Losing a valuable employee can be a setback, and many managers are left wondering if they could have prevented it. Certainly there are cases where an employee sees a better opportunity elsewhere, and it would be disappointing to realize that those needs could have been fulfilled in his or her current employment. But in some situations the departing employee’s role in the organization, potential for advancement, compensation, or opinion of leadership/direction of the company have no relevance in the decision-making process. An employee may just desire a change of scenery, a new challenge, or a chance to take the skills he or she has learned and start a new business.

There are so many reasons an employee might move on that it’s up to managers to glean whatever information they can before allowing that person to walk out the door. If mistakes were made along the way, managers should want to investigate the truth and not shy away from criticism. Even if leadership style was part of the problem, it’s impossible to make improvements while remaining oblivious to the issues.

One way managers can learn from the situation is to perform exit interviews. In the article Perform Exit Interviews: Exit Interview Questions, Susan M. Heathfield of About.com provides a list of 26 different questions managers can use to help maximize the quality of their feedback:

1. Why have you decided to leave the company?

2. Have you shared your concerns with anyone in the company prior to deciding to leave?

3. Was a single event responsible for your decision to leave?

4. What does your new company offer that encouraged you to accept their offer and leave this company?

5. What do you value about the company?

6. What did you dislike about the company?

7. The quality of supervision is important to most people at work. Are you satisfied with the way you were supervised?

8. Is there anything we can do to improve our management style and skill?

9. What are your views about management and leadership, in general, in the company?

10. What did you like most about your job?

11. What did you dislike about your job? What would you change about your job?

12. Do you feel you had the resources and support necessary to accomplish your job? If not, what was missing?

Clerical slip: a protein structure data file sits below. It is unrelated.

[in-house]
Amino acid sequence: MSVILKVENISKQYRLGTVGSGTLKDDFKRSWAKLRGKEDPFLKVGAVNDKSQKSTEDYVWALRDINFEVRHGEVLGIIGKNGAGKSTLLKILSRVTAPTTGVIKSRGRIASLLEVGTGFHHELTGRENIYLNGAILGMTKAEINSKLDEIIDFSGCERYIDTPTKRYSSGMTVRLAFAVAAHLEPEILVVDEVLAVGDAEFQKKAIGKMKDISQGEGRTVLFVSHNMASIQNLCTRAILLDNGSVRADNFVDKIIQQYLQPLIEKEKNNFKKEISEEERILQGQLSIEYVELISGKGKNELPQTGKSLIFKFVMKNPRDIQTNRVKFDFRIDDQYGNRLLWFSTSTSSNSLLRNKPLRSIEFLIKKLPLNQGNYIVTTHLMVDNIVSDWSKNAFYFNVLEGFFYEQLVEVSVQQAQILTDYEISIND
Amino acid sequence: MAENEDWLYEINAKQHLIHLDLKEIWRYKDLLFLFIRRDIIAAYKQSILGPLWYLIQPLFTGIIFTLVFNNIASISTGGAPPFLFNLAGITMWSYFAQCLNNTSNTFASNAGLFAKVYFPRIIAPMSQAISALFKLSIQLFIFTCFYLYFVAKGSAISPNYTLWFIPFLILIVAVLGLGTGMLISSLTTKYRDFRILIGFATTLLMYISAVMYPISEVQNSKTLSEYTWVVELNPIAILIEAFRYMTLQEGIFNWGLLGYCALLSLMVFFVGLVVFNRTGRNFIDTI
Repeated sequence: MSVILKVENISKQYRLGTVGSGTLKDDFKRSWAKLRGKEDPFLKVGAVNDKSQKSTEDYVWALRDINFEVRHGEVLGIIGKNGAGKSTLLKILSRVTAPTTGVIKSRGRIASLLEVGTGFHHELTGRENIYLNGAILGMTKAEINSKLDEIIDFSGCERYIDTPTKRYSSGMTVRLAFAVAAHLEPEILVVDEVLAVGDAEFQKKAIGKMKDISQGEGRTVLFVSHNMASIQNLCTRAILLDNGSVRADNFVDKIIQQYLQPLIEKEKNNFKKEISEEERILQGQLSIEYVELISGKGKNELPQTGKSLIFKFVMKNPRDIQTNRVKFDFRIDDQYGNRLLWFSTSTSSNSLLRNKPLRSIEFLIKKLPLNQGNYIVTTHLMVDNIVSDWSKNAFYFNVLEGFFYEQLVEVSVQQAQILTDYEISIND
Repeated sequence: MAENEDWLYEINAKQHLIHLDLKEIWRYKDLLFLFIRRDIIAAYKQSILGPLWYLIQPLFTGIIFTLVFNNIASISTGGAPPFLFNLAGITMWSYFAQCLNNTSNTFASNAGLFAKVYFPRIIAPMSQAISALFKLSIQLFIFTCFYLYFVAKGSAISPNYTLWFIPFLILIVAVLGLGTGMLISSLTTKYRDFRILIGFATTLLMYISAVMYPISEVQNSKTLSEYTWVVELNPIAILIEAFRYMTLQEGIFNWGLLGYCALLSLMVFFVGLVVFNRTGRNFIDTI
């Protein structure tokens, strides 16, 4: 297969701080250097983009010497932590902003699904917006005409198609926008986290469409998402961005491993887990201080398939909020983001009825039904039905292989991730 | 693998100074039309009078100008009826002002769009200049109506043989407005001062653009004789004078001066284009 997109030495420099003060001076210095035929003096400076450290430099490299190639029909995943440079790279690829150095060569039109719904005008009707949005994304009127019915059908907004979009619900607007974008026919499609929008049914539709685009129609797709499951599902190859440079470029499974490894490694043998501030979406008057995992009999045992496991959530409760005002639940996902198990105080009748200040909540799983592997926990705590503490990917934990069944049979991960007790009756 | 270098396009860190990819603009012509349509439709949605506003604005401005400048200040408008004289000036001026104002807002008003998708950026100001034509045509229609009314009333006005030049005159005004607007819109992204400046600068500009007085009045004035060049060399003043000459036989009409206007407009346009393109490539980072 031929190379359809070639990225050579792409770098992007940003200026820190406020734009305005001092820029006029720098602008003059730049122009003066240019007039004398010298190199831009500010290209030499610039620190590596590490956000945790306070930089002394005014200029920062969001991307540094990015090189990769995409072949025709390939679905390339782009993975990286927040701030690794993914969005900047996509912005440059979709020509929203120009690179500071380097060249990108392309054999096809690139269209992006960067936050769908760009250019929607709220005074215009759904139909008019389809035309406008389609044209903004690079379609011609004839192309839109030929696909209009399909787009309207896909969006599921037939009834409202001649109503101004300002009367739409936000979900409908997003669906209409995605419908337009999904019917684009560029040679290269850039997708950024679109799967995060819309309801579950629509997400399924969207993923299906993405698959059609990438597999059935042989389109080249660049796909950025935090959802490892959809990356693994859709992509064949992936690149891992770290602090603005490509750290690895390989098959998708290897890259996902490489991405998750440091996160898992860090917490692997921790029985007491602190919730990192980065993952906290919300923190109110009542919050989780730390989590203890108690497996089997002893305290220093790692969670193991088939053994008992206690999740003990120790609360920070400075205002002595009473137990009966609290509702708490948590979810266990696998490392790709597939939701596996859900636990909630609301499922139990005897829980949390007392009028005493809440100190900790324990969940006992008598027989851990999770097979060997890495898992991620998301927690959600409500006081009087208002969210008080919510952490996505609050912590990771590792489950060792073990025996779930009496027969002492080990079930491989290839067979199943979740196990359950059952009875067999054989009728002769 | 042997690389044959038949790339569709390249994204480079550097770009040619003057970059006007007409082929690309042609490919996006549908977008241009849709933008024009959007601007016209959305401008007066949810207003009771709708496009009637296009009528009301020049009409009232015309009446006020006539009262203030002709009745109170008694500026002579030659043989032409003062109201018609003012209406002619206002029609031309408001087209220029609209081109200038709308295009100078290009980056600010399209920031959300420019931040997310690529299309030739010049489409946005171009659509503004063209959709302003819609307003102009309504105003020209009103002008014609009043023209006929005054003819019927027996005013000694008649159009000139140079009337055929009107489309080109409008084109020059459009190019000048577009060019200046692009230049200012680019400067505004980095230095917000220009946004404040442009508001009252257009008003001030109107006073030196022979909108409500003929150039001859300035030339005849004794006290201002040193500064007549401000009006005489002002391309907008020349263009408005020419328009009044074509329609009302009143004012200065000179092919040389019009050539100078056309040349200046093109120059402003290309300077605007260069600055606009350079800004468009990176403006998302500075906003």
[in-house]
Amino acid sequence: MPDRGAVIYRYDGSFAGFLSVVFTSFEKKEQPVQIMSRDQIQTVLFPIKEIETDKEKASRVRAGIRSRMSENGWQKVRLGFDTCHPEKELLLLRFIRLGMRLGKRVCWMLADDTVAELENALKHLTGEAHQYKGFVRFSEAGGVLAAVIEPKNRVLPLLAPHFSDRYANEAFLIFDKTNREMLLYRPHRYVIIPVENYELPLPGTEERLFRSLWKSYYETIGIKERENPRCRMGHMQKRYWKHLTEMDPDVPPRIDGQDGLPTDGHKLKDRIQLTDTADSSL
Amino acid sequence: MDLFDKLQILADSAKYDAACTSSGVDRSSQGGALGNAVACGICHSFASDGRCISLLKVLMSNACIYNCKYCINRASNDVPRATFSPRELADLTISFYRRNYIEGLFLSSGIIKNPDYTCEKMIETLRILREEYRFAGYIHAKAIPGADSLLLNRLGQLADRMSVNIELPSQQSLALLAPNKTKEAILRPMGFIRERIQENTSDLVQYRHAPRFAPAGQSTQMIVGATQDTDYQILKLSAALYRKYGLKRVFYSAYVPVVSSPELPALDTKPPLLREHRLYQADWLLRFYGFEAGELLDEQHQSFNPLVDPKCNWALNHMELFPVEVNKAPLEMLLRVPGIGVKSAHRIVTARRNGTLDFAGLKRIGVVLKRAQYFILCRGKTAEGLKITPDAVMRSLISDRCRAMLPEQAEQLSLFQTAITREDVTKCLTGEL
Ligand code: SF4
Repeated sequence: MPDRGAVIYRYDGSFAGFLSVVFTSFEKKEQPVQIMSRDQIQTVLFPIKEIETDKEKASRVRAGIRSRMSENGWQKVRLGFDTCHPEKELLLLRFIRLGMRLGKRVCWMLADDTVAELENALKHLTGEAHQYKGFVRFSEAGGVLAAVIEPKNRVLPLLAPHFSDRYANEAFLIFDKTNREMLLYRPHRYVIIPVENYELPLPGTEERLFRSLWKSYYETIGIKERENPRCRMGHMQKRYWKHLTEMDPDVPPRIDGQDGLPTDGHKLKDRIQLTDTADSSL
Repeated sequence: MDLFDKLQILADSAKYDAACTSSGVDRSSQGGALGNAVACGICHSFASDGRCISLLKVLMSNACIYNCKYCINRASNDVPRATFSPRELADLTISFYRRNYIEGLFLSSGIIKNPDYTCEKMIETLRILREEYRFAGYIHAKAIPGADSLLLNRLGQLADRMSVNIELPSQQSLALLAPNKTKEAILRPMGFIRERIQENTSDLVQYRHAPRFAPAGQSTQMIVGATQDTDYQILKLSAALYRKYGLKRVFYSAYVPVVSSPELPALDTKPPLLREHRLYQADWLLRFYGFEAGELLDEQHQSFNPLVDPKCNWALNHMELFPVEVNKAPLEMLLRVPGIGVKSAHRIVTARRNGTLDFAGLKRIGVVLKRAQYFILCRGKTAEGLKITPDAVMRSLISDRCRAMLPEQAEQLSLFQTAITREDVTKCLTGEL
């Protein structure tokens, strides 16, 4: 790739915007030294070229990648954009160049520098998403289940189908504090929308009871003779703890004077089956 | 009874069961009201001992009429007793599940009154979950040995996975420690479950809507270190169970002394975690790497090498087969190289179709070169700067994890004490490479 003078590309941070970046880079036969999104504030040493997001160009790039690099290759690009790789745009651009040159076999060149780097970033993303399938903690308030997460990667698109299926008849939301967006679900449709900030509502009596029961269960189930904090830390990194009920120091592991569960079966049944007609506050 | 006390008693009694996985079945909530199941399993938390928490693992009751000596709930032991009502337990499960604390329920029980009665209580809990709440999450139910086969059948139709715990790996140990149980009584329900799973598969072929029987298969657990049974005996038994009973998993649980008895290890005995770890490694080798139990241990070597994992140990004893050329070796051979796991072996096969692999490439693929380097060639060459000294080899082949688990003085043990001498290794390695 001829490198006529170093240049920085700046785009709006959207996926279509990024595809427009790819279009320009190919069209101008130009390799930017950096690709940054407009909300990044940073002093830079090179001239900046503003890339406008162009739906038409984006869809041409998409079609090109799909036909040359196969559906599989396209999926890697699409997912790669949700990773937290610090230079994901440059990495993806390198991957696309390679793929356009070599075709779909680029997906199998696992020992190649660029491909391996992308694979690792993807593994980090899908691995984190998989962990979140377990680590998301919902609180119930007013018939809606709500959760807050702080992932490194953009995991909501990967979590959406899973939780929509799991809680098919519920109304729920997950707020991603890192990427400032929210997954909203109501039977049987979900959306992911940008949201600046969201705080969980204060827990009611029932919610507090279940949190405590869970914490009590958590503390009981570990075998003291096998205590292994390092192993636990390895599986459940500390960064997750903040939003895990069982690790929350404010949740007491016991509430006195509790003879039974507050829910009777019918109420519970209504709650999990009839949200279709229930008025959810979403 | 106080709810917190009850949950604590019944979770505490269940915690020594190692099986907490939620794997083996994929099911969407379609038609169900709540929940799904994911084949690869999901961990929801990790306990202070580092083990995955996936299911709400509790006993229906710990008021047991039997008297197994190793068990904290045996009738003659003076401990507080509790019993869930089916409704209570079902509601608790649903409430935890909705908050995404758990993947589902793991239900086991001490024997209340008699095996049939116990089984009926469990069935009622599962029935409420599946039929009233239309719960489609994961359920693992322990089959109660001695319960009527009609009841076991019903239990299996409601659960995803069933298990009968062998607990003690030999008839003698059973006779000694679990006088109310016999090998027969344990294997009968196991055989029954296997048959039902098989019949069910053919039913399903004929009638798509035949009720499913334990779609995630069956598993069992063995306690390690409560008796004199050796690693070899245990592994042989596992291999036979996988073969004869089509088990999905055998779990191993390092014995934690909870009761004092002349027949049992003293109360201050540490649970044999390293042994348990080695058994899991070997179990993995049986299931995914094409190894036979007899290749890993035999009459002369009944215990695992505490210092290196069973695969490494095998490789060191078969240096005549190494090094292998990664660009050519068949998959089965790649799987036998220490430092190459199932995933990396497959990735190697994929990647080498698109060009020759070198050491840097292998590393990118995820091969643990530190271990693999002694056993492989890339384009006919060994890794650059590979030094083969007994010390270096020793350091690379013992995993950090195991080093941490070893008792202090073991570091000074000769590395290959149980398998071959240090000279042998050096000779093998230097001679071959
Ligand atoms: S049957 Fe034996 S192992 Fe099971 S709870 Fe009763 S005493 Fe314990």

13. We try to be an employee-oriented company in which employees experience positive morale and motivation. What is your experience of employee morale and motivation in the company?

14. Were your job responsibilities characterized correctly during the interview process and orientation?

15. Did you have clear goals and know what was expected of you in your job?

16. Did you receive adequate feedback about your performance day-to-day and in the performance development planning process?

17. Did you clearly understand and feel a part of the accomplishment of the company mission and goals?

18. Describe your experience of the company’s commitment to quality and customer service.

19. Did the management of the company care about and help you accomplish your personal and professional development and career goals?

20. What would you recommend to help us create a better workplace?

21. Do the policies and procedures of the company help to create a well-managed, consistent, and fair workplace in which expectations are clearly defined?

22. Describe the qualities and characteristics of the person who is most likely to succeed in this company.

23. What are the key qualities and skills we should seek in your replacement?

24. Do you have any recommendations regarding our compensation, benefits and other reward and recognition efforts?

25. What would make you consider working for this company again in the future? Would you recommend the company as a good place to work to your friends and family?

26. Can you offer any other comments that will enable us to understand why you are leaving, how we can improve, and what we can do to become a better company?

Heathfield also points out the importance of ending such meetings on a positive note, with positive energy. Who knows, the way a manager approaches the exit interview could leave the door open for an opportunity to work together again in the future. The information gathered in the exit interview should then be applied to help build a better workplace.